One of the things that’s difficult in a Web 2.0 world is dealing with radicals (same as in the real world). Back to the old adage: “opinions are like assholes, everyone has one.”
Give people equal access to a soapbox, and suddenly, everybody is a brilliant thought leader.
Trust me, I suffer the same delusions according to many of you.
But handling them online is another matter. I try to keep things civil here. But, when you have the scale of a New York Times, or even, help me for mentioning them in the same sentence, the Dayton Daily News, moderation from the site owners part gets tough.
The New York Times has an article about it:
newspaper journalism benefits from reader comments. Creating registration standards, inventive means of moderating and displaying comments, membership benefits for regular posters and ratings systems for useful comments are just some of the ways that other news outlets like Slate have improved the quality of reader responses.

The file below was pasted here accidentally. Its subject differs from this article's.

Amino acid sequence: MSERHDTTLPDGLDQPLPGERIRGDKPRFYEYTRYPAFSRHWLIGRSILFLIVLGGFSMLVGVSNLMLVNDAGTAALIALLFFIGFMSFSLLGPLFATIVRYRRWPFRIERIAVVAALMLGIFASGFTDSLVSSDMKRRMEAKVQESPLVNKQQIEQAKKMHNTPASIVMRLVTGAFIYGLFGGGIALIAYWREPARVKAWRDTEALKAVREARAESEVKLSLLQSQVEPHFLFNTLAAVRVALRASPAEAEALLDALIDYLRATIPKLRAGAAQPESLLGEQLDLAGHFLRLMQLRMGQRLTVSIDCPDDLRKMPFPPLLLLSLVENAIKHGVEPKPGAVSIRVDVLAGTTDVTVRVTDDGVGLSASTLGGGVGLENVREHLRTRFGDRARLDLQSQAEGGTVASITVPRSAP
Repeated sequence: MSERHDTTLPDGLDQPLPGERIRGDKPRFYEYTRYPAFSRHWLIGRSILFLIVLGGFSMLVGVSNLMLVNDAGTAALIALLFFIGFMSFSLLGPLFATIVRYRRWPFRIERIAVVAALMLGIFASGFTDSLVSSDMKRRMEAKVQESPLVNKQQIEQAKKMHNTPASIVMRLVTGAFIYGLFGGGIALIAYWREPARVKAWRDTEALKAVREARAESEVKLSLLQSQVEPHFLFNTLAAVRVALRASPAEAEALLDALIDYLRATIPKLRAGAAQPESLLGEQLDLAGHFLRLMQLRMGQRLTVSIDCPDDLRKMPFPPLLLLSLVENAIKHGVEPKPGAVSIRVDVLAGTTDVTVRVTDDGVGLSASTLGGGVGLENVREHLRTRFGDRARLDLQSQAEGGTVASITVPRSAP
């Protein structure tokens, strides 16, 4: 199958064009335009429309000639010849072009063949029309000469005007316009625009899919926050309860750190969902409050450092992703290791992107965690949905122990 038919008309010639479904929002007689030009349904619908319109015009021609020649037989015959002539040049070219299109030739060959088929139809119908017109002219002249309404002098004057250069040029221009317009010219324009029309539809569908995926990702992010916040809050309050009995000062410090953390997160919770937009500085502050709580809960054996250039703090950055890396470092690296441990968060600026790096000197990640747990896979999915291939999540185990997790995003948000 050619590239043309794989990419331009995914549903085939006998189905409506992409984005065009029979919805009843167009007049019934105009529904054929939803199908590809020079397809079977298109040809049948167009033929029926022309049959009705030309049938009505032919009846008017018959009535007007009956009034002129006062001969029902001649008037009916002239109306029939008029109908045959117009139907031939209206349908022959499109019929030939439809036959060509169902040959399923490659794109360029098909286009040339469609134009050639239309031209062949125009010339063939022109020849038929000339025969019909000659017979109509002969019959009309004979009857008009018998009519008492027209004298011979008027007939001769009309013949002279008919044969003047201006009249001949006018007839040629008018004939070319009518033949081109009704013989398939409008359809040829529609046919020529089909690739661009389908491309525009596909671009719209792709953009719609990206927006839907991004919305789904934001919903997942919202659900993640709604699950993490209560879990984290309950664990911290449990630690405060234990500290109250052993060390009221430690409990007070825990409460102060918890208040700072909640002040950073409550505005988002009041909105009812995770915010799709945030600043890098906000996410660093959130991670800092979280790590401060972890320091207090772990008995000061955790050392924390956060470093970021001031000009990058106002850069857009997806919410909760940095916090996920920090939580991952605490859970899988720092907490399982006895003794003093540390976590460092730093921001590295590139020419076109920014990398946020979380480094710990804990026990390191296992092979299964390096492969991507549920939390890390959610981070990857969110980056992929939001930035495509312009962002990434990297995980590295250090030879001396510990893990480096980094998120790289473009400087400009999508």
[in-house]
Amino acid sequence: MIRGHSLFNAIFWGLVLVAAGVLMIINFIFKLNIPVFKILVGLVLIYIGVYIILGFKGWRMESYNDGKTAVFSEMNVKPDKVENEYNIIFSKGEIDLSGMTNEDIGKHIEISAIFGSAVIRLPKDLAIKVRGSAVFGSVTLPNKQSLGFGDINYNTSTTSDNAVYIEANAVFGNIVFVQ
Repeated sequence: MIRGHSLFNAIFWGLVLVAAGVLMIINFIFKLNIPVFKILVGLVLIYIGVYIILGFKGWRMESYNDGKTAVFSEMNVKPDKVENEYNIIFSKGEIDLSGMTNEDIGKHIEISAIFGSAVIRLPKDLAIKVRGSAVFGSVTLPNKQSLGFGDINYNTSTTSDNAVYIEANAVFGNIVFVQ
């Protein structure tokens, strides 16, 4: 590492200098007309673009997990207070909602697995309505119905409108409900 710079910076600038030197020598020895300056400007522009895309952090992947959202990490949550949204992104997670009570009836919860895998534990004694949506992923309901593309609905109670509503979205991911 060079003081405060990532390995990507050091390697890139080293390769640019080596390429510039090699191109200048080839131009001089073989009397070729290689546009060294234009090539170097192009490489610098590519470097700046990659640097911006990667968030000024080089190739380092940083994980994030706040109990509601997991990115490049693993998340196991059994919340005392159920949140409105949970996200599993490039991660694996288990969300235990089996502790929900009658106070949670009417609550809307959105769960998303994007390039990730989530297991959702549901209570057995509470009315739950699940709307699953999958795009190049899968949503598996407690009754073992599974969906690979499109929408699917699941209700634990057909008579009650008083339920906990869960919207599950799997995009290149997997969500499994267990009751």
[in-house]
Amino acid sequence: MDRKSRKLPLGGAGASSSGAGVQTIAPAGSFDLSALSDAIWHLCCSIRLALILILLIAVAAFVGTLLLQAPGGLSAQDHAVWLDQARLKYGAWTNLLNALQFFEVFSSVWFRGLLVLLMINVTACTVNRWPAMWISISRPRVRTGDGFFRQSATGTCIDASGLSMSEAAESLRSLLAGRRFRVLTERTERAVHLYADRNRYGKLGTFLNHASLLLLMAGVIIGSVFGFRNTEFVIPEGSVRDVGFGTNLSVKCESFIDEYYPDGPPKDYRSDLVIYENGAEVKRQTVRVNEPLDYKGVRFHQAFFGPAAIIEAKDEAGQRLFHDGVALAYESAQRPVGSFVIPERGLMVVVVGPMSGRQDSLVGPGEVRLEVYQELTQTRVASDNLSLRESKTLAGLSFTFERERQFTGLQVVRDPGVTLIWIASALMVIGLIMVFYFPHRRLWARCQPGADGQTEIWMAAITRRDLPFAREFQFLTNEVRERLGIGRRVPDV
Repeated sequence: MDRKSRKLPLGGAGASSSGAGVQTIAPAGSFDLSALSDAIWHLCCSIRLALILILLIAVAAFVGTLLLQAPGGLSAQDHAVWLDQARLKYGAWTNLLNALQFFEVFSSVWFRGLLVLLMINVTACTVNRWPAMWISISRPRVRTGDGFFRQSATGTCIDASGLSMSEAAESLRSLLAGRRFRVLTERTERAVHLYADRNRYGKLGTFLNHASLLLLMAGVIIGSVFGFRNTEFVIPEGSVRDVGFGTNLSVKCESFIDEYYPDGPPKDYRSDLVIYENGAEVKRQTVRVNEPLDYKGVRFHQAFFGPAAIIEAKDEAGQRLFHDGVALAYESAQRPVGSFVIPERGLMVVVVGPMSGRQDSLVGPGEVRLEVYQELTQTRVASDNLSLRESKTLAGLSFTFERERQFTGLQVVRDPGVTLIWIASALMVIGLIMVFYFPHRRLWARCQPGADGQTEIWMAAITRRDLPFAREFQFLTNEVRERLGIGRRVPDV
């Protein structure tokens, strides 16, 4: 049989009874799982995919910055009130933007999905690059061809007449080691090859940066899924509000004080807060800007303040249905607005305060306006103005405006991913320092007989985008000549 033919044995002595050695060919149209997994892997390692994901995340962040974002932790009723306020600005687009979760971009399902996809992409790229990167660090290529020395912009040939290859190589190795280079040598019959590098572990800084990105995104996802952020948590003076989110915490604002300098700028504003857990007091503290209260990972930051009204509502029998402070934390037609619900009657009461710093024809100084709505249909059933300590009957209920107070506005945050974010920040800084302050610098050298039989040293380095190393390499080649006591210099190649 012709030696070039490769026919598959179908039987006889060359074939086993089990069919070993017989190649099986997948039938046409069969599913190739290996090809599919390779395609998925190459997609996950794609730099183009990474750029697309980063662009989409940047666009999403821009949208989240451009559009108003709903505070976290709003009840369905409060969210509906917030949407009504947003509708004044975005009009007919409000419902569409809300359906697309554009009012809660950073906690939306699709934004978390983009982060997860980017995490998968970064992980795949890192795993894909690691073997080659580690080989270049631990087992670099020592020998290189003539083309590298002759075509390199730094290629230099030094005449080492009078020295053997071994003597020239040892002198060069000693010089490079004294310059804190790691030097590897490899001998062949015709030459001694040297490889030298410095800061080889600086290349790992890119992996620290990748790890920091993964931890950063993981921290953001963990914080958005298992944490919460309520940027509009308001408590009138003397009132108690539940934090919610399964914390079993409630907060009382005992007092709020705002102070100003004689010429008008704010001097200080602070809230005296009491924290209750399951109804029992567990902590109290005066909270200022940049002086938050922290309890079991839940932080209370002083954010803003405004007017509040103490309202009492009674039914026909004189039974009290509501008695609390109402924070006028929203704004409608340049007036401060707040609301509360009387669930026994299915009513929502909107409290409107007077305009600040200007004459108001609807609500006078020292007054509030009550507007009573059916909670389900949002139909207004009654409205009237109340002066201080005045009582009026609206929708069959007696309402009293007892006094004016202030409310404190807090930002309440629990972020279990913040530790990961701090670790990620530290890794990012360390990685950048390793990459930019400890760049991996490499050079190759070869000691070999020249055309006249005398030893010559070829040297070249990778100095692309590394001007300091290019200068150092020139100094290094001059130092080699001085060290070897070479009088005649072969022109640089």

The only real solution is to require real names, with a public ranking system. Let the crowd handle the comments with a thumbs up/down system.
Overtime, the radicals have to learn to work within the conversation, instead of throwing hate bombs from the cover of anonymity.
Respect is a two-way street online. Giving the masses the same ability to link, to espouse, to build their case; while getting some link juice back, is critical to a successful online forum and building a community.
Without follow up notification of responses, through e-mail or RSS, a site fails their readers in keeping the discussion going. We try to make it easy for you to engage in enlightened discussion here, but the Dayton Daily News just can’t figure out how to do it right.
Maybe one day our online traffic will give us more credibility than those who got it just by being a monopoly. Where buying ink by the barrel, only means you aren’t smart enough to read the writing on someones Facebook wall.